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Korean Journal of Fertility and Sterility 2005;32(4):315-324.
Published online December 1, 2005.
Comparison of IVF-ET Outcomes between GnRH Antagonist Multiple Dose Protocol and GnRH Agonist Long Protocol in Patients with High Basal FSH Level or Advanced Age.
J Y Kim, N K Kim, T K Yoon, S H Cha, Y S Kim, H J Won, J H Cho, S K Cha, M K Chung, D H Choi
1Department of Obstetrics and Gynecology, Pochon CHA University, College of Medicine, Seoul, Korea.
2Fertility Center of CHA General Hospital.
Abstract
OBJECTIVES: To compare the efficacy of GnRH antagonist multiple dose protocol (MDP) with that of GnRH agonist long protocol (LP) in controlled ovarian hyperstimulation for in vitro fertilization in patients with high basal FSH (follicle stimulating hormone) level or old age, a retrospective analysis was done. METHODS: Two hundred ninety four infertile women (328 cycles) who were older than 41 years of age or had elevated basal FSH level (> 8.5 mIU/mL) were enrolled in this study. The patients had undergone IVF-ET after controlled ovarian hyperstimulation using GnRH antagonist multiple dose protocol (n=108, 118 cycles) or GnRH agonist long protocol (n=186, 210 cycles). The main outcome measurements were cycle cancellation rate, consumption of gonadotropins, the number of follicles recruited and total oocytes retrieved. The number of fertilized oocytes and transferred embryos, the clinical pregnancy rates, and the implantation rates were also reviewed. And enrolled patients were divided into three groups according to their age and basal FSH levels; Group A- those who were older than 41 years of age, Group B- those with elevated basal FSH level (> 8.5 mIU/mL) and Group C- those who were older than 41 years of age and with elevated basal FSH level (> 8.5 mIU/mL). Poor responders were classified as patients who had less than 4 retrieved oocytes, or those with E2 level < 500 pg/mL on the day of hCG injection or those who required more than 45 ampules of exogenous gonadotropin for stimulation. RESULTS: The cancellation rate was lower in the GnRH antagonist group than in GnRH agonist group, but not statistically significant (6.8% vs. 9.5%, p=NS). The amount of used gonadotropins was significantly lower in GnRH antagonist group than in agonist group (34.8+/-11.3 ampules vs. 44.1+/-13.4 ampules, p<0.001). The number of follicles > 14 mm in diameter was significantly higher in agonist group than in antagonist group (6.7+/-4.6 vs. 5.0+/-3.4, p<0.01). But, there were no significant differences in clinical pregnancy rate (24.5% in antagonist group vs. 27.4% in agonist group, p=NS) and implantation rate (11.4% in antagonist group vs. 12.0% in agonist group, p=NS) between two groups. Mean number of retrieved oocytes was significantly higher in GnRH agonist LP group than in GnRH antagonist MDP group (5.4+/-3.5 vs. 6.6+/-5.0, p<0.0001). But, the number of mature and fertilized oocytes, and the number of good quality (grade I and II) and transferred embryos were not different between two groups. In each group A, B, and C, the rate of poor response did not differ according to stimulation protocols. CONCLUSIONS: In conclusion, for infertile women expected poor ovarian response such as who are old age or has elevated basal FSH level, a protocol including a controlled ovarian hyperstimulation using GnRH antagonist appears at least as effective as that using a GnRH agonist, and may offer the advantage of reducing gonadotropin consumption and treatment period. However, much work remains to be done in optimizing the GnRH antagonist protocols and individualizing these to different cycle characteristics.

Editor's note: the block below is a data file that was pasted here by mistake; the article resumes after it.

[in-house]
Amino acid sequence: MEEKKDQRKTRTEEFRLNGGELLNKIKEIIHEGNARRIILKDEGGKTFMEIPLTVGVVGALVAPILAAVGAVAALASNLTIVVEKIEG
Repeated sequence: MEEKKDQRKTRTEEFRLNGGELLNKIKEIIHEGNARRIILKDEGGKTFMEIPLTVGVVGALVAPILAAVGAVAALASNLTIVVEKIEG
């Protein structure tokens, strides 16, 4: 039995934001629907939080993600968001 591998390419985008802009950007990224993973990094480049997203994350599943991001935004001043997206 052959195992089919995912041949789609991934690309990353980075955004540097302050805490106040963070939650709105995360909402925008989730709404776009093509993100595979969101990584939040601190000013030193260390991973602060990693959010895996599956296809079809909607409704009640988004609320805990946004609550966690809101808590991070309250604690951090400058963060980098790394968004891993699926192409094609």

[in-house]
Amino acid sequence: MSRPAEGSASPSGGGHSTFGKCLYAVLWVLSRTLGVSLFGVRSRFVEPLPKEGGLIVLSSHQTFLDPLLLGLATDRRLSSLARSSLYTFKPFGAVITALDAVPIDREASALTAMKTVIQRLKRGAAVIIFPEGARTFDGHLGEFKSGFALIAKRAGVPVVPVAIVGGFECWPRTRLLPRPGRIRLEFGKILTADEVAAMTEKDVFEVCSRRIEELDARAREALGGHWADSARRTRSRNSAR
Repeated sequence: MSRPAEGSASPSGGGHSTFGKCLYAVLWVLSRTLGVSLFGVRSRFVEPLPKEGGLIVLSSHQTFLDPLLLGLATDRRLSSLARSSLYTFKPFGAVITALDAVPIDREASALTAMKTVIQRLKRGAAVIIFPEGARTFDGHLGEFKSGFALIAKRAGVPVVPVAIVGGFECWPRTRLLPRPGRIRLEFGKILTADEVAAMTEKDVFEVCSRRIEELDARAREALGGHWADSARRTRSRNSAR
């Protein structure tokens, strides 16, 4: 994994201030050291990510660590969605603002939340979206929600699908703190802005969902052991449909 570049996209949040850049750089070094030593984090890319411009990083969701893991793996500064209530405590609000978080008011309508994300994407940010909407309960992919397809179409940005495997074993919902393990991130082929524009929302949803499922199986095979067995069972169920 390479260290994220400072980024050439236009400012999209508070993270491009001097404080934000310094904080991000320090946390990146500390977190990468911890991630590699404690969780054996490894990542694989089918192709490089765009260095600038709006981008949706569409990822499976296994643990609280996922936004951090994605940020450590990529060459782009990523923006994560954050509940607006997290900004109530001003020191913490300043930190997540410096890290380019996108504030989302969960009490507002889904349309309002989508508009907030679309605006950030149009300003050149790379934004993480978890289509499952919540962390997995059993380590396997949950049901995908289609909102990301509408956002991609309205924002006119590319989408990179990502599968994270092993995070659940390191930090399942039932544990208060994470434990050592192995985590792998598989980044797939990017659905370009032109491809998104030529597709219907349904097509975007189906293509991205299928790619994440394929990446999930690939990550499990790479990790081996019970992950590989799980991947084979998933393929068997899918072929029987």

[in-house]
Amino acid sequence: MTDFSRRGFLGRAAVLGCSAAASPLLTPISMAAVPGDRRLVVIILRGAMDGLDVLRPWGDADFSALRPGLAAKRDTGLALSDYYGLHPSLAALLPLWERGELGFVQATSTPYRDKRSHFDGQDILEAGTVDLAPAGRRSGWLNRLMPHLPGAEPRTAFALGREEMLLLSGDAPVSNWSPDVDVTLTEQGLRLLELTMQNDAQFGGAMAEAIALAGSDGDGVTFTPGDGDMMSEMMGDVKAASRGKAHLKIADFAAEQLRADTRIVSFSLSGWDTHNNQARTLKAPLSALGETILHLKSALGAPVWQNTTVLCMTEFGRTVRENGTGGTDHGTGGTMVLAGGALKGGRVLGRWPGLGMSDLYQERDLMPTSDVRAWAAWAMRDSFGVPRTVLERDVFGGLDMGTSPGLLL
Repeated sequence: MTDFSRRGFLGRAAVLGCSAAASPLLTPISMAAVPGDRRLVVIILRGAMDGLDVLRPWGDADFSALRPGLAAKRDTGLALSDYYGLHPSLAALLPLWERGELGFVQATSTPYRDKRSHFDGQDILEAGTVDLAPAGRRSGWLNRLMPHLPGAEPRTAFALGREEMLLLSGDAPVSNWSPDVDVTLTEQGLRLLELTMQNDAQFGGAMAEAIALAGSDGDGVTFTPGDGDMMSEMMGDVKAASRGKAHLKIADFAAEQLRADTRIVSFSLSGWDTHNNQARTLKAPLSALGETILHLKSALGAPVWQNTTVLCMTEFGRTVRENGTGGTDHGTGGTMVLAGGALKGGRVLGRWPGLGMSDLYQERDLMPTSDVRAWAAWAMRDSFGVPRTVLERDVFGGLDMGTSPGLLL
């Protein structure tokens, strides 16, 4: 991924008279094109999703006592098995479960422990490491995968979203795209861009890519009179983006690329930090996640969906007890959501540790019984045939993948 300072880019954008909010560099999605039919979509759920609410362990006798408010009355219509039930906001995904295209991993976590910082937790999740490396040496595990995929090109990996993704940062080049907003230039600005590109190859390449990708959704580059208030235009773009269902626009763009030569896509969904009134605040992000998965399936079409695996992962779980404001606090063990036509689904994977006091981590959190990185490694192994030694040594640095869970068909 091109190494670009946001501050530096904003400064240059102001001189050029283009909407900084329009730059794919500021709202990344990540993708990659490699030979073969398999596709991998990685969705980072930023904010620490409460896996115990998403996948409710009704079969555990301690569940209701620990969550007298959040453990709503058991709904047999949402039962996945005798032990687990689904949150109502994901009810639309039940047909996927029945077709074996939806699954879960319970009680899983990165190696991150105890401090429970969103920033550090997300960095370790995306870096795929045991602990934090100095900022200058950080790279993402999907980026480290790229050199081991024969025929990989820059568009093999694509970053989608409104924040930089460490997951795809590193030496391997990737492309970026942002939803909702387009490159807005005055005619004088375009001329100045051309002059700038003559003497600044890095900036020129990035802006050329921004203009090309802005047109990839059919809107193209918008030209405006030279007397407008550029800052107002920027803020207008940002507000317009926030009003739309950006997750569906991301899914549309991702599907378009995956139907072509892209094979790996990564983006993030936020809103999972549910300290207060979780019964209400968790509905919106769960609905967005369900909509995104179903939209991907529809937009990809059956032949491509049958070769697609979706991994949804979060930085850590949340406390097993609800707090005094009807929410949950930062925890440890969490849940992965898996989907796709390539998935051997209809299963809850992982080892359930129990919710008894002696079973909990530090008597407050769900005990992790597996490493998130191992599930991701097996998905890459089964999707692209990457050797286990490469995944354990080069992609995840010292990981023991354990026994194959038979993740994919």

Key Words: GnRH antagonist; GnRH agonist; Advanced age; Elevated basal FSH level


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